AB: The IMF has come forward with $88 billion for 80 countries worldwide. In terms of Latin America and the Caribbean, we have received around $51 billion for 20 Latin American countries. But still, there is some space for more financial assistance from the IMF. One of the things that ECLAC is suggesting is the reallocation of existing special drawing rights. We estimate what could be feasible, there exist around $275 billion, which were issued in 2009. So that’s the No. 1 proposal.
The second one is how to capitalize multilateral credit institutions. And of course, in our case, we would like that to come to the regional development banks [Inter-American Development Bank, Central American Bank for Economic Integration, and Caribbean Development Bank], which have done a tremendous effort as well. We do believe that these banks are required to be capitalized further.
The third proposal is dealing with debt relief. For the Caribbean countries, we have an initiative that we call Debt Relief for Resilience, in which what we are suggesting is a debt swap for climate adaptation and debt relief. Many Caribbean countries are highly indebted, they don’t have the capacity to borrow any more. So there has to be concessional treatment, because, as I said, middle-income countries have systemic impacts on the global economy.
And, finally, we are providing some ideas for innovative instruments to link payment capabilities to economic capacity. For example, climate-related disasters … if you have a hurricane, your capability to repay your debt has to go for a standstill. That’s the type of thing that we are suggesting.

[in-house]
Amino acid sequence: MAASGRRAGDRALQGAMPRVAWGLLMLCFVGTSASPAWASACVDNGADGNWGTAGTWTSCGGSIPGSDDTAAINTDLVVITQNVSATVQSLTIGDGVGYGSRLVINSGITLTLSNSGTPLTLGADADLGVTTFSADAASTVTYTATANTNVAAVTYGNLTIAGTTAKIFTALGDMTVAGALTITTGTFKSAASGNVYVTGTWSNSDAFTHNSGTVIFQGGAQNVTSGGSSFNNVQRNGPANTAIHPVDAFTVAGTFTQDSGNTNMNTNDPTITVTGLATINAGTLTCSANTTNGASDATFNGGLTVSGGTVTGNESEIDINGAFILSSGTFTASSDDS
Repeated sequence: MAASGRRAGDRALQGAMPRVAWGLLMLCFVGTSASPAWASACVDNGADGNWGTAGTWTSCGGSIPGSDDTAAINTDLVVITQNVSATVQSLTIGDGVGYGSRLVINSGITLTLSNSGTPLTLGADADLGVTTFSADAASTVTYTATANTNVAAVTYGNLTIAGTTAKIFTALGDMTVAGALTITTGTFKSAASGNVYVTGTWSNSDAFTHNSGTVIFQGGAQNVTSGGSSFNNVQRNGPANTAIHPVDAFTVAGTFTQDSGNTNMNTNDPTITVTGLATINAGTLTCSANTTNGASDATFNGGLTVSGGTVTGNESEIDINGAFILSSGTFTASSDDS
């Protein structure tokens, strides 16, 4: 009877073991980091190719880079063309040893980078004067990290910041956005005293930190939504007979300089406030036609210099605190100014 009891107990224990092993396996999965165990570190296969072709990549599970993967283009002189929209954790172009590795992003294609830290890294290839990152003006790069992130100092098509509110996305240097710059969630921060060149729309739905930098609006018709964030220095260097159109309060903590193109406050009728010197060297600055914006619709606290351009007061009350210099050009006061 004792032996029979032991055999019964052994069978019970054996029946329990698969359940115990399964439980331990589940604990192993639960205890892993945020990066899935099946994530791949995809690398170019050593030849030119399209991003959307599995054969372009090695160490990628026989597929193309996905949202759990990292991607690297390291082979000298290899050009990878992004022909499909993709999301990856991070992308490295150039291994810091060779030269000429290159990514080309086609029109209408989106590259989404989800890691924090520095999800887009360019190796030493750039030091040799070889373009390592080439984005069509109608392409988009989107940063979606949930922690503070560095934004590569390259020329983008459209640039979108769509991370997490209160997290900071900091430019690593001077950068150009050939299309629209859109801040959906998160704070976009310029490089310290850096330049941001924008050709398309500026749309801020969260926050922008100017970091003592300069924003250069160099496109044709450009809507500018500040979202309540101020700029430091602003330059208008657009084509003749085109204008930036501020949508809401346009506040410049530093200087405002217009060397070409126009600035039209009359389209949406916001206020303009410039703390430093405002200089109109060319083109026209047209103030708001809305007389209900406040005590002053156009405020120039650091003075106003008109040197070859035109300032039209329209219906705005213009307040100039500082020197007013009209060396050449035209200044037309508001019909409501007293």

FP: What are some of the long-term effects of this rise in poverty on Latin Americans’ daily lives?
AB: I think there are things that are going to change dramatically. We believe that there’s going to be a big change in consumption patterns. As I said before, nutrition. Secondly, I think we have to pay special attention to the digital economy. This region is far behind in terms of quality tele-education and teleworking, so there is a lot of work that we need to do on that front.
And I think there’s going to be a need, an urgent need, for a social and fiscal pact. There has to be a social pact to establish a new universal regime on social protection, because these pandemics showed us that there is a lot of fragmentation, a lot of breaches and gaps in terms of access to health and access to social protection.
I think basically is that there is an urgent need to change the development model in Latin America and the Caribbean. We have to move toward a model of development that is more inclusive, where equality is the centerpiece.
Augusta Saraiva is a former intern at Foreign Policy. Twitter: @gutavsaraiva